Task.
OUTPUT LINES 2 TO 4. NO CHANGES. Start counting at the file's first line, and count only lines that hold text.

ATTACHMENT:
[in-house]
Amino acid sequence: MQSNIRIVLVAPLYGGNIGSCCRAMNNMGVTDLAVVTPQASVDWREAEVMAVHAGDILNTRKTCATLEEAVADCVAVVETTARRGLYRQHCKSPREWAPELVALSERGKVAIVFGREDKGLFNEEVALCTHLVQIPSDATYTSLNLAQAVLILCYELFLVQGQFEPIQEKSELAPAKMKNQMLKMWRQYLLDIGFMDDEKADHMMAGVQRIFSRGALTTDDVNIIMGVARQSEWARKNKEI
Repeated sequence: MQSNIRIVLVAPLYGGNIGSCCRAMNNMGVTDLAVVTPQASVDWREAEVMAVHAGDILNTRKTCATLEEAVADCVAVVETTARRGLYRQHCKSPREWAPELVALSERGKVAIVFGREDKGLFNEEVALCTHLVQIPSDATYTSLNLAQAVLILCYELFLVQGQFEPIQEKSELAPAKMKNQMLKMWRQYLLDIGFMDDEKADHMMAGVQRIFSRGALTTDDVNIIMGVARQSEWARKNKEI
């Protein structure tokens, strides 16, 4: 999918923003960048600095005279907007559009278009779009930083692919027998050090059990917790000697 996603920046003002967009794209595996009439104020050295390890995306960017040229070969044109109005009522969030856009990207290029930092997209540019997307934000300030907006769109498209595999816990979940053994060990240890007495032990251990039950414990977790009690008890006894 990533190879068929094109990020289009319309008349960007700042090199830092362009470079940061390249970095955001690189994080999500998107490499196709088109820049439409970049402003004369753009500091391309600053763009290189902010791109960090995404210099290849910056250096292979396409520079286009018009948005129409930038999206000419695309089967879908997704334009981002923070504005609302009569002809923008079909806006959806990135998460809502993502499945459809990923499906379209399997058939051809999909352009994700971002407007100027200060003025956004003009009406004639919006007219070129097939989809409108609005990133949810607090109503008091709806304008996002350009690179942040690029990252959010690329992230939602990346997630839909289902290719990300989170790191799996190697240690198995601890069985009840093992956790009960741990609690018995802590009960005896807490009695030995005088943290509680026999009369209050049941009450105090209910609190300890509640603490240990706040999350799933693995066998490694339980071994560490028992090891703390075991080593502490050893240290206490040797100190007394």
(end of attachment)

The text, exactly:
Amino acid sequence: MQSNIRIVLVAPLYGGNIGSCCRAMNNMGVTDLAVVTPQASVDWREAEVMAVHAGDILNTRKTCATLEEAVADCVAVVETTARRGLYRQHCKSPREWAPELVALSERGKVAIVFGREDKGLFNEEVALCTHLVQIPSDATYTSLNLAQAVLILCYELFLVQGQFEPIQEKSELAPAKMKNQMLKMWRQYLLDIGFMDDEKADHMMAGVQRIFSRGALTTDDVNIIMGVARQSEWARKNKEI
Repeated sequence: MQSNIRIVLVAPLYGGNIGSCCRAMNNMGVTDLAVVTPQASVDWREAEVMAVHAGDILNTRKTCATLEEAVADCVAVVETTARRGLYRQHCKSPREWAPELVALSERGKVAIVFGREDKGLFNEEVALCTHLVQIPSDATYTSLNLAQAVLILCYELFLVQGQFEPIQEKSELAPAKMKNQMLKMWRQYLLDIGFMDDEKADHMMAGVQRIFSRGALTTDDVNIIMGVARQSEWARKNKEI
């Protein structure tokens, strides 16, 4: 999918923003960048600095005279907007559009278009779009930083692919027998050090059990917790000697 996603920046003002967009794209595996009439104020050295390890995306960017040229070969044109109005009522969030856009990207290029930092997209540019997307934000300030907006769109498209595999816990979940053994060990240890007495032990251990039950414990977790009690008890006894 990533190879068929094109990020289009319309008349960007700042090199830092362009470079940061390249970095955001690189994080999500998107490499196709088109820049439409970049402003004369753009500091391309600053763009290189902010791109960090995404210099290849910056250096292979396409520079286009018009948005129409930038999206000419695309089967879908997704334009981002923070504005609302009569002809923008079909806006959806990135998460809502993502499945459809990923499906379209399997058939051809999909352009994700971002407007100027200060003025956004003009009406004639919006007219070129097939989809409108609005990133949810607090109503008091709806304008996002350009690179942040690029990252959010690329992230939602990346997630839909289902290719990300989170790191799996190697240690198995601890069985009840093992956790009960741990609690018995802590009960005896807490009695030995005088943290509680026999009369209050049941009450105090209910609190300890509640603490240990706040999350799933693995066998490694339980071994560490028992090891703390075991080593502490050893240290206490040797100190007394």